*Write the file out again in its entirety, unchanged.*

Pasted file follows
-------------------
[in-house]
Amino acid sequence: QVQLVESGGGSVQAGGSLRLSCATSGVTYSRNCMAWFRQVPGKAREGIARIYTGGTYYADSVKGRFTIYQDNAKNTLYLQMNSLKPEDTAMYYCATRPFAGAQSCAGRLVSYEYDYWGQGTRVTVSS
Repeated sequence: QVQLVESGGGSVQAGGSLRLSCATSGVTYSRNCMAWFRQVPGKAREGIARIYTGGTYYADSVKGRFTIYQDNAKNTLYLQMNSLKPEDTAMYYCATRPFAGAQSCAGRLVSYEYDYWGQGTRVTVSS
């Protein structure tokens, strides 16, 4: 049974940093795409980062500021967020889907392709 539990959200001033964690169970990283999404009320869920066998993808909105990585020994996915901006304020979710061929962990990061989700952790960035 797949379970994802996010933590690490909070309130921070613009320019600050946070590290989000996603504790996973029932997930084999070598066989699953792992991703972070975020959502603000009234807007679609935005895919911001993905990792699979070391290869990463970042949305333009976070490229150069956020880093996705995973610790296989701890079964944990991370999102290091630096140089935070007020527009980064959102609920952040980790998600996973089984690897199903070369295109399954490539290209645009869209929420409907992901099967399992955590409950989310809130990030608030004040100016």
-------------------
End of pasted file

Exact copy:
[in-house]
Amino acid sequence: QVQLVESGGGSVQAGGSLRLSCATSGVTYSRNCMAWFRQVPGKAREGIARIYTGGTYYADSVKGRFTIYQDNAKNTLYLQMNSLKPEDTAMYYCATRPFAGAQSCAGRLVSYEYDYWGQGTRVTVSS
Repeated sequence: QVQLVESGGGSVQAGGSLRLSCATSGVTYSRNCMAWFRQVPGKAREGIARIYTGGTYYADSVKGRFTIYQDNAKNTLYLQMNSLKPEDTAMYYCATRPFAGAQSCAGRLVSYEYDYWGQGTRVTVSS
């Protein structure tokens, strides 16, 4: 049974940093795409980062500021967020889907392709 539990959200001033964690169970990283999404009320869920066998993808909105990585020994996915901006304020979710061929962990990061989700952790960035 797949379970994802996010933590690490909070309130921070613009320019600050946070590290989000996603504790996973029932997930084999070598066989699953792992991703972070975020959502603000009234807007679609935005895919911001993905990792699979070391290869990463970042949305333009976070490229150069956020880093996705995973610790296989701890079964944990991370999102290091630096140089935070007020527009980064959102609920952040980790998600996973089984690897199903070369295109399954490539290209645009869209929420409907992901099967399992955590409950989310809130990030608030004040100016």